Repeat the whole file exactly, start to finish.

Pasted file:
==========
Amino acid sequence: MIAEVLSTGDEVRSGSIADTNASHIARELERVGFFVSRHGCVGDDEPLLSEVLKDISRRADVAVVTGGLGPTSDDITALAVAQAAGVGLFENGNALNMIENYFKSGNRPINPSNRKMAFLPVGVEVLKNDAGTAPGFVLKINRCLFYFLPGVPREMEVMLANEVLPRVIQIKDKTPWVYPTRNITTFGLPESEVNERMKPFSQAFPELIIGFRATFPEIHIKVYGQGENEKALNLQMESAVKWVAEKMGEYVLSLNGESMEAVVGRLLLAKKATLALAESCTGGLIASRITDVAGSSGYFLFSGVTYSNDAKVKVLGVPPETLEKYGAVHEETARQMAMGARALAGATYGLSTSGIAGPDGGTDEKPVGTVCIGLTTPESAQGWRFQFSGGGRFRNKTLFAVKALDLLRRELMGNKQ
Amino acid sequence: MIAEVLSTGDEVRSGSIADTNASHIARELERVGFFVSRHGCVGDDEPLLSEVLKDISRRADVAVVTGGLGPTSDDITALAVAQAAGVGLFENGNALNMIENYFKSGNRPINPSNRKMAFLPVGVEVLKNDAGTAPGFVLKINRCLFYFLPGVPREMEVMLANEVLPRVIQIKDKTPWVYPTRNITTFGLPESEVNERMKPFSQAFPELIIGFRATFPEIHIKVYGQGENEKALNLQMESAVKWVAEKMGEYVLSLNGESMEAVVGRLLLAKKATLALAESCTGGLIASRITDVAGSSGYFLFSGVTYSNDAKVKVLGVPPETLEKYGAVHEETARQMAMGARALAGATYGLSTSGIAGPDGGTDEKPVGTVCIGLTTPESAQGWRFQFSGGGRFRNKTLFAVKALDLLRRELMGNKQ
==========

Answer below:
Amino acid sequence: MIAEVLSTGDEVRSGSIADTNASHIARELERVGFFVSRHGCVGDDEPLLSEVLKDISRRADVAVVTGGLGPTSDDITALAVAQAAGVGLFENGNALNMIENYFKSGNRPINPSNRKMAFLPVGVEVLKNDAGTAPGFVLKINRCLFYFLPGVPREMEVMLANEVLPRVIQIKDKTPWVYPTRNITTFGLPESEVNERMKPFSQAFPELIIGFRATFPEIHIKVYGQGENEKALNLQMESAVKWVAEKMGEYVLSLNGESMEAVVGRLLLAKKATLALAESCTGGLIASRITDVAGSSGYFLFSGVTYSNDAKVKVLGVPPETLEKYGAVHEETARQMAMGARALAGATYGLSTSGIAGPDGGTDEKPVGTVCIGLTTPESAQGWRFQFSGGGRFRNKTLFAVKALDLLRRELMGNKQ
Amino acid sequence: MIAEVLSTGDEVRSGSIADTNASHIARELERVGFFVSRHGCVGDDEPLLSEVLKDISRRADVAVVTGGLGPTSDDITALAVAQAAGVGLFENGNALNMIENYFKSGNRPINPSNRKMAFLPVGVEVLKNDAGTAPGFVLKINRCLFYFLPGVPREMEVMLANEVLPRVIQIKDKTPWVYPTRNITTFGLPESEVNERMKPFSQAFPELIIGFRATFPEIHIKVYGQGENEKALNLQMESAVKWVAEKMGEYVLSLNGESMEAVVGRLLLAKKATLALAESCTGGLIASRITDVAGSSGYFLFSGVTYSNDAKVKVLGVPPETLEKYGAVHEETARQMAMGARALAGATYGLSTSGIAGPDGGTDEKPVGTVCIGLTTPESAQGWRFQFSGGGRFRNKTLFAVKALDLLRRELMGNKQ